Eighteen states have imposed restrictions on eminent domain in the wake of last summer's U.S. Supreme Court ruling that government may seize private property to promote development by private interests.
New Jersey is among 21 other states considering changes to answer the backlash the high court's decision created.
Assemblyman John Burzichelli, D-Paulsboro, said Thursday that the Assembly Commerce and Economic Development Committee he chairs will have what he calls a "consensus" bill ready for consideration when it meets next month.
Burzichelli made his prediction at the close of a hearing at which the committee took testimony from a half-dozen legislators on the topic. The legislators offered proposals ranging from tinkering with the amount of compensation that property owners receive to amending the state constitution to prohibit the condemnation of any private property for private use.
An outright prohibition of eminent domain for private use seems unlikely to win approval in a state where hundreds of redevelopment zones have been created, despite the impassioned pleas of legislators such as Guy Gregg, R-Washington Township, Morris County.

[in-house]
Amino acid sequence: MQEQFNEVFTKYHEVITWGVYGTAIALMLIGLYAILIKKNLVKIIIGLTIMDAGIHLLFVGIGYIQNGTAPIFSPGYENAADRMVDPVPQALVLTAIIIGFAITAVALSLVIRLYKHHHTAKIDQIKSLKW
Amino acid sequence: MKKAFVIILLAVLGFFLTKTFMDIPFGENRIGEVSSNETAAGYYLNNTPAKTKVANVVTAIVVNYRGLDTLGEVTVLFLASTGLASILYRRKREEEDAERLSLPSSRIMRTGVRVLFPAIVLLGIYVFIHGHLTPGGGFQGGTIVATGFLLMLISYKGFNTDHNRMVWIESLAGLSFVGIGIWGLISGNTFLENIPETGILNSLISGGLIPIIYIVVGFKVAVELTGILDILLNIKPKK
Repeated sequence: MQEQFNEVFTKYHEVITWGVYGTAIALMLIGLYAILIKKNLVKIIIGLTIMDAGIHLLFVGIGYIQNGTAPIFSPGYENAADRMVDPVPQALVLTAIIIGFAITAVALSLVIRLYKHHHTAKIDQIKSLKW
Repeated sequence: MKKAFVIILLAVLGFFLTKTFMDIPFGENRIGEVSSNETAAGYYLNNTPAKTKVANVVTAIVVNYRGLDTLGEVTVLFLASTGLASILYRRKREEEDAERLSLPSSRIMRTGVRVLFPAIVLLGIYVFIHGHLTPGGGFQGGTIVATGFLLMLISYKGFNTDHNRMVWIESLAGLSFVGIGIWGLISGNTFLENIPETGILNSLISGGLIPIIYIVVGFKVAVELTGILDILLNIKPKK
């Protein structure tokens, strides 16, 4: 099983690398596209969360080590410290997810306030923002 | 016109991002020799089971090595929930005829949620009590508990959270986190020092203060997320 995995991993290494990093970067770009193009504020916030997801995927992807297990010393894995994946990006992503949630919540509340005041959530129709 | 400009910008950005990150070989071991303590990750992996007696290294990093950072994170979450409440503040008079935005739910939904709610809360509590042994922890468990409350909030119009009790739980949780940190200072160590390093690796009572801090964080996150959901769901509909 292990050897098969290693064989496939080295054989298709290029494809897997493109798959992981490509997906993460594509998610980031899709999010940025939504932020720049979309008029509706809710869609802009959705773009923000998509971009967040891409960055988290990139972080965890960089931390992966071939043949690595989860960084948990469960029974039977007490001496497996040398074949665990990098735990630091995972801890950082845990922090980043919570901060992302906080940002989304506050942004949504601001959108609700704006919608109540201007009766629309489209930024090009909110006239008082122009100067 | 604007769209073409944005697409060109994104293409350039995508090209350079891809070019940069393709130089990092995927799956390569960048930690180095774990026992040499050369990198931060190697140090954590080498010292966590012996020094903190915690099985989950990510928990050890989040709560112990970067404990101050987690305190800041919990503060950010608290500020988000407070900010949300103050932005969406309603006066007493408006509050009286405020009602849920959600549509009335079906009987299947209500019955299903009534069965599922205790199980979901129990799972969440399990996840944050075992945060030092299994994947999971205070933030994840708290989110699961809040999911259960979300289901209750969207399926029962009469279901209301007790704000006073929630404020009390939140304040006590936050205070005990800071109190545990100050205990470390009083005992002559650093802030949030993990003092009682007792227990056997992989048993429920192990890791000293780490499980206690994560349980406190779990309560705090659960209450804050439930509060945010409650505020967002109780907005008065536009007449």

"Personal property should be yours unless you horribly abuse it," Gregg said.
More than a dozen bills have been introduced in the Legislature concerning eminent domain.
Burzichelli hopes to craft a single bill that will advance with the support of the Democratic leadership.
"Our idea is that these ideas, plus others, will be assembled in a compromise bill," Burzichelli said at Thursday's hearing.
His committee has held two previous hearings on eminent domain, one to hear from experts, the other to take testimony from the general public.
Speaking for a coalition that includes both the New Jersey League of Municipalities and NJ Future, a nonprofit group that promotes so-called "smart growth," Assemblyman Robert Gordon, D-Fair Lawn, outlined a number of principles around which, he said, a consensus has formed.
Among those principles are a more transparent process, including more public involvement in the selection of developers; more specific criteria to define blight; and greater compensation for those whose property is taken.
"These are principles we've heard from everyone," Burzichelli said.
Assemblywoman Charlotte Vandervalk, R-Montvale, urged the committee to endorse a moratorium on the use of eminent domain until a study commission can determine the right course.
"Our intention is to take a run at it," Burzichelli said. "If we stall, we'll look for an alternative."